So, You Got a Sunburn—Here’s What to Do Now
Don’t immediately grab that aloe.
Published Jul 31, 2019 7:00 AM
A beach day is all fun and games—until you realize that you forgot to reapply your sunscreen after your dip in the ocean. Now, in spite of your best intentions, you’re stuck with a sunburn that makes virtually everything a little painful. There’s no point beating yourself up about it—now, you just have to make sure to take the right steps to help it heal as quickly as possible.
Before you slather on the aloe, read New York City dermatologist Dr. Dendy Engelman’s step-by-step advice—and next time, just remember to reapply every two hours to keep yourself protected.
What should you do immediately?
“Don’t panic! Rinse off with cool or lukewarm water, and if your whole body is affected, consider a diluted apple cider vinegar bath to calm inflammation. Then, load up on antioxidants to neutralize the free-radical exposure—try Bio-Oil for your body and Elizabeth Arden Advanced Ceramide Capsules for your face. Both are packed with vitamins A and E, which work with the skin to promote cell regeneration. Ibuprofen or naproxen (aka: Aleve) will also help minimize inflammation and pain.”
What about makeup over a burn?
“Extremely burned skin is damaged and needs time to heal. Stay away from any makeup, especially glittery products, as well as physical exfoliators that can damage your weakened skin barrier. (No scrubs allowed!) If you must use makeup, consider Cover FX’s Custom Drops, which can be mixed with moisturizer, or Mineral Compacts for buildable powder coverage.”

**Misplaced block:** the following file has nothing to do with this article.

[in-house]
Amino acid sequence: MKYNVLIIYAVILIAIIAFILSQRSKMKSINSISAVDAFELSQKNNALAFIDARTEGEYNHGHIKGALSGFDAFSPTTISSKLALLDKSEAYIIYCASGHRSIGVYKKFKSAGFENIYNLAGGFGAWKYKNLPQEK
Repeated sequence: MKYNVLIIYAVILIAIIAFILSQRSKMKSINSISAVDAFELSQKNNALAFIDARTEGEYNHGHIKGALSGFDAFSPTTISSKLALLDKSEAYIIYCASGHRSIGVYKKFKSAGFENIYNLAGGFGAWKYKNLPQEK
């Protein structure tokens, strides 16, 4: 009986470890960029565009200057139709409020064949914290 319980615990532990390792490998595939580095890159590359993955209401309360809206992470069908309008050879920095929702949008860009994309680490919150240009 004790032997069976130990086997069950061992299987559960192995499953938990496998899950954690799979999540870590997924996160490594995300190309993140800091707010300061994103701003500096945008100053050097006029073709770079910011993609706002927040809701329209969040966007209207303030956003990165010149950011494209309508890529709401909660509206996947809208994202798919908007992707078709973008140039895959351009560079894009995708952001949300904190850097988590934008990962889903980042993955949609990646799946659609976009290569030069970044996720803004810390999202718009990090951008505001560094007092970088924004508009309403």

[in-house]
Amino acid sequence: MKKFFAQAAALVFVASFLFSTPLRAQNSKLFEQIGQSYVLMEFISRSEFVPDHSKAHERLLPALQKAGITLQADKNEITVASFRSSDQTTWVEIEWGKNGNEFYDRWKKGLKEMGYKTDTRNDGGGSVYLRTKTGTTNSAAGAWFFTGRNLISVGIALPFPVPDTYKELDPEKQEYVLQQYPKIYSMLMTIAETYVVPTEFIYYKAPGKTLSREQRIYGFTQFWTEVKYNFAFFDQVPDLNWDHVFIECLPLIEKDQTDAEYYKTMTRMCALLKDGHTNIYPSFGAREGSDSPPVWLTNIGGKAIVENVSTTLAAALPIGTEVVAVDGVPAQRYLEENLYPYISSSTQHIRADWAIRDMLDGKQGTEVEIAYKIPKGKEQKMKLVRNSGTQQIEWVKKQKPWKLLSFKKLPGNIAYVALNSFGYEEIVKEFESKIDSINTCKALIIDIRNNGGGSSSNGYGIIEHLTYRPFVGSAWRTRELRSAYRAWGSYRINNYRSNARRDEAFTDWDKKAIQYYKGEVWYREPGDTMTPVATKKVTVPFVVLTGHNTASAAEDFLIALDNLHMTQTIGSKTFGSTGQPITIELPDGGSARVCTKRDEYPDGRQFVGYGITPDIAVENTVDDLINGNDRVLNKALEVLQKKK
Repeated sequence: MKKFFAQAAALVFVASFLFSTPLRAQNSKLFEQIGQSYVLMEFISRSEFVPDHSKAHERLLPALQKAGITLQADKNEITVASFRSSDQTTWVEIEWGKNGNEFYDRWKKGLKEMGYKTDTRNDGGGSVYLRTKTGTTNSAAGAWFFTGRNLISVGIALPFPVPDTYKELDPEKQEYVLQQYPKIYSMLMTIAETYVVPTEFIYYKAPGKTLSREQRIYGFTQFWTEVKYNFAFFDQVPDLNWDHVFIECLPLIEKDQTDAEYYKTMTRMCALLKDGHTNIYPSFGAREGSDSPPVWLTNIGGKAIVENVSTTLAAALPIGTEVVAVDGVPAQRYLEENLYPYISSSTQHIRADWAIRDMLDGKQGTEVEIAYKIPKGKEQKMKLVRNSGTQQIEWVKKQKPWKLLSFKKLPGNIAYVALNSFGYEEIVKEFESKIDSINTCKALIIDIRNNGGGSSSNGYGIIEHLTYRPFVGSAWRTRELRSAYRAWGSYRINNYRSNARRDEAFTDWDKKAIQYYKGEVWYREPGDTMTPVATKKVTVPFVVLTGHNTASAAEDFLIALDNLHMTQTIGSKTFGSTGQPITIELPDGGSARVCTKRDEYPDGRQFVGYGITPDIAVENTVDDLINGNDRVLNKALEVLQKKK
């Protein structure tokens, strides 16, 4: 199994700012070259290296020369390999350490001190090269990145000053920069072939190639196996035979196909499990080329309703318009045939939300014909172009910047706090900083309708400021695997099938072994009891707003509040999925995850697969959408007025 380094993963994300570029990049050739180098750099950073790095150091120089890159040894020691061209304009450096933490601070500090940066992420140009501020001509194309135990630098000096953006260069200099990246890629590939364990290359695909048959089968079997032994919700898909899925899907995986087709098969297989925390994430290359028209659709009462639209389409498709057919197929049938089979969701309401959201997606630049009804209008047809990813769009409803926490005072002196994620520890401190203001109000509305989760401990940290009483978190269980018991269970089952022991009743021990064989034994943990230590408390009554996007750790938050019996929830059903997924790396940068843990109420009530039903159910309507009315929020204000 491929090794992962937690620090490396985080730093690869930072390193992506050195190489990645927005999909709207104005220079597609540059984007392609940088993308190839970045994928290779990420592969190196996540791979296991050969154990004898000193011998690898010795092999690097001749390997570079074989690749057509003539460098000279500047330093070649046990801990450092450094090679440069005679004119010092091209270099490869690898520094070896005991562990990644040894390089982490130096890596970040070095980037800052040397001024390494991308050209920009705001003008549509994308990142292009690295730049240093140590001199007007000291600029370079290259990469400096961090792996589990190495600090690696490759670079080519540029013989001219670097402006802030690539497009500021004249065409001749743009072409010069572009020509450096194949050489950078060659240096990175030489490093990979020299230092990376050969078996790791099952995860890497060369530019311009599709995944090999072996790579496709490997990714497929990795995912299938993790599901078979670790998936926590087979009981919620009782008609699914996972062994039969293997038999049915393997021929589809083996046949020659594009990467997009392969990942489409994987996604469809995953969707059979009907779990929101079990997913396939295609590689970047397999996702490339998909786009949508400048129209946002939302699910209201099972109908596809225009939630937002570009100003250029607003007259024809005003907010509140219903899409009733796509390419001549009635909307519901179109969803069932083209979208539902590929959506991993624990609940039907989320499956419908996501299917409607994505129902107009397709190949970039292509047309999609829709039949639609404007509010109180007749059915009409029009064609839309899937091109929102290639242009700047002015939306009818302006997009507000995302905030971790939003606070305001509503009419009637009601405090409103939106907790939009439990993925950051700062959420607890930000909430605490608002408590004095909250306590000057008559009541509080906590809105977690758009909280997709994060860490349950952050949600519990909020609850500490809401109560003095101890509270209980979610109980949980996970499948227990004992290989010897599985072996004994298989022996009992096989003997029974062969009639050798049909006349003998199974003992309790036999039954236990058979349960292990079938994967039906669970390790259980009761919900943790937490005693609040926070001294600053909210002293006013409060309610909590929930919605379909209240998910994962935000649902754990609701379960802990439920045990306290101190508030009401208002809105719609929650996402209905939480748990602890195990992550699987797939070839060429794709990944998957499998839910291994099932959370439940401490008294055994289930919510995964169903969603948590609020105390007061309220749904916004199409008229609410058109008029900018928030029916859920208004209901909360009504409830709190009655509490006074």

What should you do about peeling?
“It’s tempting to try to hurry up the process, but you risk getting an infection if you expose the skin underneath before it’s ready. Instead, help it heal by moisturizing it.” [Editor’s note: This is an especially good time to use a lotion without parabens, sulfates, and artificial scents due to the skin’s sensitivity. Pai’s Calendula Calming Body Cream is a great choice, since calendula is anti-inflammatory.]
Is one sunburn really bad for your skin long-term?
“The best thing you can do for your skin is to protect it—from the sun and pollution. Studies show that suffering one or more blistering sunburns in childhood or adolescence more than doubles a person’s chances of developing potentially deadly melanoma later in life. My patients often associate a sunburn as an immediate reaction, but damage from the sun occurs over a lifetime and can cause wrinkles, sagging, and even melanoma.”
If your skin needs some extra soothing, try these products.
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